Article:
Even though the playoffs were not on tap for the Rovers, they finished last in their six-team division, the tantalizing realization for Verhoven to potentially return to TSS beckoned.

His first season with the Rovers seemed to aid in his form for UBC in the 2017 season, as he put the ball in the net three times and added three assists. That lower assists total should not be seen as a step backwards from his previous year’s numbers, as it was a more dimensional and spearheaded attack in 2017 and Verhoven was asked to play a slightly different role.

It was a first place finish that season with a 10-4-1 record for UBC and along with that went a Canada West pennant and a trip to the U SPORTS National Championships, with Verhoven becoming one of the most potent wingers in Canada West, starting all three playoff games in 2017, collecting 2 assists.

Verhoven was one of nine returning players for the Rovers in the 2018 season, a much better season for the team playing out of Swangard, who at times were top of the Northwest division, including beating the eventual League 2 Champion, Calgary Foothills. Verhoven had three goals last season, again in a team that was much more balanced, appearing in one less game then 2017 at 10, and collecting 616 minutes of action.

Those two seasons with the Rovers certainly put Verhoven on the radar of the watching CPL coaches, and the winger has nothing but praise for the what the team, the league, and the environment has meant to his game.

“Being a part of the Rovers was great for my development,” Verhoven told us. “Playing against older and bigger players was a challenge, but also helped me grow my game. It was difficult to adjust to the style of play at first, but competing against players that were fast and had a lot of quality helped me sharpen my skills.”

In his third season at UBC in 2018, Verhoven led a strong-willed Thunderbirds team to their third straight first place finish in the Pacific division of Canada West, only losing once and that came in the last game of the season with most regulars being rested. In a year where they hosted the national championships, UBC struggled mightily on the defensive side of the ball in their quarterfinal match versus the Carleton Ravens, losing 3-2 in wild match that needed extra time.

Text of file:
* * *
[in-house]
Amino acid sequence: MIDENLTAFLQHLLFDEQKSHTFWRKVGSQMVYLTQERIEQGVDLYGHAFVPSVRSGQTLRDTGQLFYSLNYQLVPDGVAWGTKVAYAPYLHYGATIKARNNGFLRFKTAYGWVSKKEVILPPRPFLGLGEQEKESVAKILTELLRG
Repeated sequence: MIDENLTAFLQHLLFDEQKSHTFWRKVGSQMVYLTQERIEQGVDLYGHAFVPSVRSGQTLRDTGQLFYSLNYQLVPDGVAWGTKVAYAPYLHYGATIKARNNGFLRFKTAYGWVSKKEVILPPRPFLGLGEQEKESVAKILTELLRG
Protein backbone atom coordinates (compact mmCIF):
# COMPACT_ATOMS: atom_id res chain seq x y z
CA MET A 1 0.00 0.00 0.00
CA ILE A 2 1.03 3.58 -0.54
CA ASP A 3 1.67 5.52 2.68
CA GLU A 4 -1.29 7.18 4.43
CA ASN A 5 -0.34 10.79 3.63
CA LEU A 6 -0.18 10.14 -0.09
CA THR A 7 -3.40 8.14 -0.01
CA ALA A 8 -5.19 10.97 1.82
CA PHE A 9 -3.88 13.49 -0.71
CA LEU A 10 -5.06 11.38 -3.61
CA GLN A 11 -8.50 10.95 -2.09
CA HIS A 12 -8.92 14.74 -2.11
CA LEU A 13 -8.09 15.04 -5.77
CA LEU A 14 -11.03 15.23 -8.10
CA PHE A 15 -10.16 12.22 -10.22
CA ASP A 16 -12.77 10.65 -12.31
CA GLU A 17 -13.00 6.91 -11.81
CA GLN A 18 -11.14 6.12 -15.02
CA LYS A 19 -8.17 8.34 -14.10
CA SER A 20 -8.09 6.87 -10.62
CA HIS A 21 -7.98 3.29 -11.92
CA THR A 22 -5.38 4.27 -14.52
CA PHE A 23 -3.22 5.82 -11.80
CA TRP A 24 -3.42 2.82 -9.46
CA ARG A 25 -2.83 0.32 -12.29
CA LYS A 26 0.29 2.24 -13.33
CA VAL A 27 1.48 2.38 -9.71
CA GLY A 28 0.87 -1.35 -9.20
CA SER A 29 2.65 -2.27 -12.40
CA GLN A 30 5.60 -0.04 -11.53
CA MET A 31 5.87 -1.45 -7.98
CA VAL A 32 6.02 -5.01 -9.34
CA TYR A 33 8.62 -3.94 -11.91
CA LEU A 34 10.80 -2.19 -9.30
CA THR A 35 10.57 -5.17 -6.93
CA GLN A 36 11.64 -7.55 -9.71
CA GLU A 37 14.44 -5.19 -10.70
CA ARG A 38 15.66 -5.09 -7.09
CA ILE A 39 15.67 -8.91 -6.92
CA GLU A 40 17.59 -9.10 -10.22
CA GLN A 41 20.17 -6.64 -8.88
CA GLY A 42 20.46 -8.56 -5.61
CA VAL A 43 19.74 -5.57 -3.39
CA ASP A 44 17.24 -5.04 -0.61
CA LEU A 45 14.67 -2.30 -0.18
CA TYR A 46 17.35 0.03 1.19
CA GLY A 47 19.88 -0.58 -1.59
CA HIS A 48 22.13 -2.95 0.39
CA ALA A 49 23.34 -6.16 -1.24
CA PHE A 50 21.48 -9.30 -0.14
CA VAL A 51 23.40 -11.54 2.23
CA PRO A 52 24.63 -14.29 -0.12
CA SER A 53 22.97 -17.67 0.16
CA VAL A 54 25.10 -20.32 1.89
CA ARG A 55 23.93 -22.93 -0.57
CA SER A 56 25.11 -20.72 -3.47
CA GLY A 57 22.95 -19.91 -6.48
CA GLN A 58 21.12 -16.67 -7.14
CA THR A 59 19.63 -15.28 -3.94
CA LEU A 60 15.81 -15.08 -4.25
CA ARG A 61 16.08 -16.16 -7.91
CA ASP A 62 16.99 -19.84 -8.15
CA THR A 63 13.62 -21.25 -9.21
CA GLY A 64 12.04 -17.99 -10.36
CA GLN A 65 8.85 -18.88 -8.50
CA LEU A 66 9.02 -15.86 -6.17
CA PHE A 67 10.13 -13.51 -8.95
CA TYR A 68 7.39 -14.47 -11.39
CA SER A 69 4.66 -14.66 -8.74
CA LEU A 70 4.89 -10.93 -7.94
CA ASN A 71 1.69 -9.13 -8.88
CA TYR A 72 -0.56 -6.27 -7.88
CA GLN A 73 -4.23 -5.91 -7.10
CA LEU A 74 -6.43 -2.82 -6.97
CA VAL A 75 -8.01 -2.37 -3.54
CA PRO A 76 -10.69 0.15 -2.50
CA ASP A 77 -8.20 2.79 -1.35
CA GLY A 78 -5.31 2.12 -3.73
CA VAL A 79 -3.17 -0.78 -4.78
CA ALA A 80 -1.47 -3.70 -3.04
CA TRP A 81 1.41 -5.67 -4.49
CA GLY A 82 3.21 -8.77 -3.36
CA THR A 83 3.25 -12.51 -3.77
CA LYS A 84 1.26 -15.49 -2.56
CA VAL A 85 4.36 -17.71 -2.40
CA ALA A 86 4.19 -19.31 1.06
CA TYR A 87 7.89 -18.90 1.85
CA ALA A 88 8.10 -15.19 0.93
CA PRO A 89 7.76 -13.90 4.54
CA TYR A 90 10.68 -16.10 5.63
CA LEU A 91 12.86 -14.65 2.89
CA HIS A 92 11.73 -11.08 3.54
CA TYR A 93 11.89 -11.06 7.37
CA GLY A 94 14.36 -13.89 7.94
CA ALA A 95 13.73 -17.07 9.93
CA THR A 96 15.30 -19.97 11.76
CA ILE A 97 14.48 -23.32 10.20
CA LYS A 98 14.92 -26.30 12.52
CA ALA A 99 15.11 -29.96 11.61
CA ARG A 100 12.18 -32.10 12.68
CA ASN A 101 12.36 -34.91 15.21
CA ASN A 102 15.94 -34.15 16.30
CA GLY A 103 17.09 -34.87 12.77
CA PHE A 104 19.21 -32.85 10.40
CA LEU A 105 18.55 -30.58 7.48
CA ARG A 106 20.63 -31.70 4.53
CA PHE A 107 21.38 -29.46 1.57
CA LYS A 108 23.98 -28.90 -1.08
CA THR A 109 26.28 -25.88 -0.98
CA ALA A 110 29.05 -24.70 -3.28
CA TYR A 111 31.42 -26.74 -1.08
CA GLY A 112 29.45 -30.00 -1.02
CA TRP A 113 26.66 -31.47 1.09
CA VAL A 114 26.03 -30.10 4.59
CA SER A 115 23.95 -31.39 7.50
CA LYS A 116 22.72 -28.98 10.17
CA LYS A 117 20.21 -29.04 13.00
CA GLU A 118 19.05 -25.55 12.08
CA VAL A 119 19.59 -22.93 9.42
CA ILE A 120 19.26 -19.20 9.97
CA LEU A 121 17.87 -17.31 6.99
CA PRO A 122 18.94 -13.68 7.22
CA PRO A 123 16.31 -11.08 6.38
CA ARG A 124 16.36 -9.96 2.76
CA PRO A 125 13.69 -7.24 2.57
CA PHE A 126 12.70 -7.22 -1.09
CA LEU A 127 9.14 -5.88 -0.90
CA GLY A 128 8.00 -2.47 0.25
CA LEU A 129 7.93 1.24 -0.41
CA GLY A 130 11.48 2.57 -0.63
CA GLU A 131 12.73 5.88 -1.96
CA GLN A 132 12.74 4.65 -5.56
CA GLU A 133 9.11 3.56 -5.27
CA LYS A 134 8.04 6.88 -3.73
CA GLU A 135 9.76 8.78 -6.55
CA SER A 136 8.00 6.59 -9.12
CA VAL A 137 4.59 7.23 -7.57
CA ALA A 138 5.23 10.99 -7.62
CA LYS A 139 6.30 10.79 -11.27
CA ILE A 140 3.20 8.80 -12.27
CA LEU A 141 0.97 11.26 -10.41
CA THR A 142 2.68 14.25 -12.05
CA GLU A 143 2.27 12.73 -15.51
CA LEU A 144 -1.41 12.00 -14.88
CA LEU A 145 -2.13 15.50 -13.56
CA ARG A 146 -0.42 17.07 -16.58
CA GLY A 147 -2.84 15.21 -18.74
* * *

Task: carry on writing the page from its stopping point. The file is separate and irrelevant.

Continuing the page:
A disappointing end to a season that promised so much, but it was a season that saw the man they call ‘Ziggy’ produce arguably his best performances in a Thunderbird jersey.

Verhoven started the same amount of games he did the previous season, 12, scoring twice along with five helpers, while also leading the Canada West playoffs with three assists and placing third in goals with two. But it was what he added to the defensive side of the game that impressed many onlookers, frequently tracking back to try and collect the ball after a turnover.

It was another aspect of his game that has developed well these past three seasons, and one he needs to continue to work on if he wants to have a real shot of making it in the pro game.

During the 2018 U SPORTS Nationals at the Point Grey Campus of UBC, the newly formed CPL had most of their coaches on hand to keep a keen eye on every draft eligible athlete that was playing. It was microscope like observing by the coaching staffs. They were hoping to find a diamond in the rough to add to their, at the time, thin rosters. Just a couple of days following the tournament, the inaugural draft took place at a conference centre in Vancouver, and Verhoven was taken by Pacific.

Verhoven went between Vancouver and Victoria for Pacific’s training camp and UBC’s off season training, impressing Pacific along the way, and earning that first CPL contract. Now he has to take that next step.

He’s a player who has continually moved up to a more challenging environment, and although he has performed well in his rookie years at both UBC and TSS, this is the first time he will be playing against players that may be 10 years older then him, and some that have experience playing in the top leagues of soccer in Europe.

But he’s in a great environment to make his mark and continue his development. That’s why the CPL exists.

Authored by: Gideon Hill